**This open letter to the Guardian is CHRP’s reaction and expression of grave concern, following the published Guardian article yesterday, one of many pertaining to the recent repeated threats and orders by the Philippine President Duterte to shoot and kill human rights activists.

18 August 2017

Email to: guardian.letters@theguardian.com

Dear Guardian

The death toll of President Duterte’s so-called “war on drugs “ has risen even more since your report (Philippine police kill 32 in bloodiest drug raid, 17 August) with 28 more deaths resulting from police raids overnight in the capital Manila, bringing the total body count over the last three days to at least 60.

With the numbers of killings by police and unofficial death squads running into many thousands, mostly in urban slums, Duterte’s “war on drugs” has been dubbed Duterte’s “war on the poor” by human rights groups in the Philippines. Now in one of the most disturbing aspects of Duterte’s increasingly murderous administration, the president is targeting human rights activists themselves.

Extra-judicial killings and the murder of human rights activists is nothing new in the Philippines. At least 474 human rights defenders were killed during the Arroyo presidency (2001-2010) and 139 during the Aquino presidency. 50 human rights activists have been murdered already in 13 months of the Duterte presidency.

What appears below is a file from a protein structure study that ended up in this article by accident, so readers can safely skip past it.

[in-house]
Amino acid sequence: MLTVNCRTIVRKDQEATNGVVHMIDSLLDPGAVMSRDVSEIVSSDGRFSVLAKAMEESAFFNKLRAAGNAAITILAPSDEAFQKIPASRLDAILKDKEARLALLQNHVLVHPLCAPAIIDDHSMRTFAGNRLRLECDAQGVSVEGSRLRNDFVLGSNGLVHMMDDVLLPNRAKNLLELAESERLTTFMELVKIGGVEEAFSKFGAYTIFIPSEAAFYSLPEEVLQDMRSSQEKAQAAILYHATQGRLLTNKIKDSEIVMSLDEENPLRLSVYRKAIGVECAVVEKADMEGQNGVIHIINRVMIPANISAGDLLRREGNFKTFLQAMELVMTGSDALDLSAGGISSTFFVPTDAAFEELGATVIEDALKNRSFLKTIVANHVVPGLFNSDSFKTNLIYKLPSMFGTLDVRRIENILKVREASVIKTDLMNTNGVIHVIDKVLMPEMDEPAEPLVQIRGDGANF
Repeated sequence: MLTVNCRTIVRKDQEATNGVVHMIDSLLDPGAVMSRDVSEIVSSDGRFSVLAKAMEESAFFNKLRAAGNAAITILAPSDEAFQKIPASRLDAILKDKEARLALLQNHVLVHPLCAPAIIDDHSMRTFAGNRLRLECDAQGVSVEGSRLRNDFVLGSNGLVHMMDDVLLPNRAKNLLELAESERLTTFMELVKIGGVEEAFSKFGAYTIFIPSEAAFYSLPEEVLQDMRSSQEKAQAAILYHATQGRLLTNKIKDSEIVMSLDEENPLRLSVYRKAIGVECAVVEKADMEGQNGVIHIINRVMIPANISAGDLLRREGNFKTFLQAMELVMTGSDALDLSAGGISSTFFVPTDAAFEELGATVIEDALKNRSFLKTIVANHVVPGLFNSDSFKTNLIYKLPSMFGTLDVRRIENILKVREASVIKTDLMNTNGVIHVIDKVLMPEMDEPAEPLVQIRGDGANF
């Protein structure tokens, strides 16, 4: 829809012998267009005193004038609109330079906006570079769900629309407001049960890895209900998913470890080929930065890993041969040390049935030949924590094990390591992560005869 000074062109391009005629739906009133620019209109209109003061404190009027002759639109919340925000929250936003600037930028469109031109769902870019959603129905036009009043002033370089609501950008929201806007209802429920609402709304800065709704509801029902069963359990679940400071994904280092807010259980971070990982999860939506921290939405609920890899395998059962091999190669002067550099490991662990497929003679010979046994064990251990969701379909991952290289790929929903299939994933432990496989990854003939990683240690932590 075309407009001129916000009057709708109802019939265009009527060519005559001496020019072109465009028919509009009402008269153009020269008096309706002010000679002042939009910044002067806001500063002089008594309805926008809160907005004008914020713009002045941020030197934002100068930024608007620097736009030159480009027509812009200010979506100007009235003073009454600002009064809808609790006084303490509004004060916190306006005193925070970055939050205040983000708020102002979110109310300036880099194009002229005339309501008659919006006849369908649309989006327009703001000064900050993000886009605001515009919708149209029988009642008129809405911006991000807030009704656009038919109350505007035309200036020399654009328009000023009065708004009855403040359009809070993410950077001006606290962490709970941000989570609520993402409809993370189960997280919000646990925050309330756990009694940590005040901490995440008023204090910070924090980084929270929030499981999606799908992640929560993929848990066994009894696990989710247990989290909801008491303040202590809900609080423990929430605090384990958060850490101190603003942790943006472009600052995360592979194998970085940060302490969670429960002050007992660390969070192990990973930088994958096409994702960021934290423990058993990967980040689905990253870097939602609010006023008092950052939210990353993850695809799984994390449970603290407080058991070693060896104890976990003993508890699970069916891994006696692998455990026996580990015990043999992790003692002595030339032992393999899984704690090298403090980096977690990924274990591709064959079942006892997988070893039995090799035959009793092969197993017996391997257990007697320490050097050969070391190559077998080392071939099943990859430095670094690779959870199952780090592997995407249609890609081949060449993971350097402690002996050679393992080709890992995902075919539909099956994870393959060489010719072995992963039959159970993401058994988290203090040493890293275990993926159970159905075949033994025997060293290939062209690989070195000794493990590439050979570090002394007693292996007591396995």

However, while previous administrations have tried to deny the impunity of the police and military that has existed around these extra-judicial killings, Duterte openly boasts about it. He has made it clear that there will be no investigations of police killings conducted in the war on drugs. And now he has pointed to human rights defenders who investigate police behaviour as targets in this “war”. This now makes the Philippines one of the deadliest country in the world to be a human rights activist.

Last April during his visit to President Duterte, as part of his hunt for post Brexit trade deals, Liam Fox cravenly declared that Britain and the Philippines had “shared values”. This shameful statement now needs to be urgently redressed. We call on the British government to issue an unequivocal condemnation of extra-judicial killings in the Philippines, and in particular the latest threat by President Duterte against human rights defenders.

Kaleb Lloyd
Secretary, Campaign for Human Rights in the Philippines